In addition to generating at least $1.5 billion per year in sales of indexed annuities and traditional fixed-rate annuity contracts, a would-be IMO financial institution would have to go through an annual auditing process, have a responsible person review pending indexed annuity sales before sending the applications to the insurers, and give agents annual class exemption compliance training.
The IMO financial institution would also have to have cash, insurance or other means to pay the claims resulting from any violations of the class exemption requirements. The value of the liability claim reserves would have to equal to at least 1 percent of the IMO’s average annual fixed annuity contract sales.
Getting fiduciary status might cost an IMO an average of about $6.6 million. Operating as a financial institution might cost an average of $1.7 million per year, officials say.
EBSA drafted the class exemption to flesh out the final version of the DOL fiduciary rule, which came out in April 2016. The rule is supposed to prevent conflicts of interest, such as high commission payments, from pushing retirement advisors to sell the wrong products to the wrong people. The rule itself is so strict that, if it were applied as written, it could eliminate many types of investment product sales, by blocking the sellers from earning commissions for selling the products.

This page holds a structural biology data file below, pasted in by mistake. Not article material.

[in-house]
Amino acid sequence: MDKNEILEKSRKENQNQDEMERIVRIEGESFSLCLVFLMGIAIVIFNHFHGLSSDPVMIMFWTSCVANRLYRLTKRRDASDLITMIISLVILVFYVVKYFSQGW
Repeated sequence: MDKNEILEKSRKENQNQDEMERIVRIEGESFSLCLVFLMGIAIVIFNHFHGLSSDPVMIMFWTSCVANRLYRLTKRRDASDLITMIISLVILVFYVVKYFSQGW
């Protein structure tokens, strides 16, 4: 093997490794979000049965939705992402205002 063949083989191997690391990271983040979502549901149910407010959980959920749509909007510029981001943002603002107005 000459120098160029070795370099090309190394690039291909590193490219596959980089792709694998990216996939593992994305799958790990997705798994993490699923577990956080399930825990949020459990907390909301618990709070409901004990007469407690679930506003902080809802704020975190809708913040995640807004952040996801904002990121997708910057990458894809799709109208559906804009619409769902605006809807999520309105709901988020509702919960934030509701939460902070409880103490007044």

Back in April, EBSA developed a Best Interest Contract Exemption to let companies pay commissions for the sale of many traditional retirement investment products. The BICE system requires a financial institution to supervise an advisor. The advisor must acknowledge fiduciary status, get reasonable compensation, give advice that’s in the investor’s best interest, and disclose fees and potential conflicts of interest.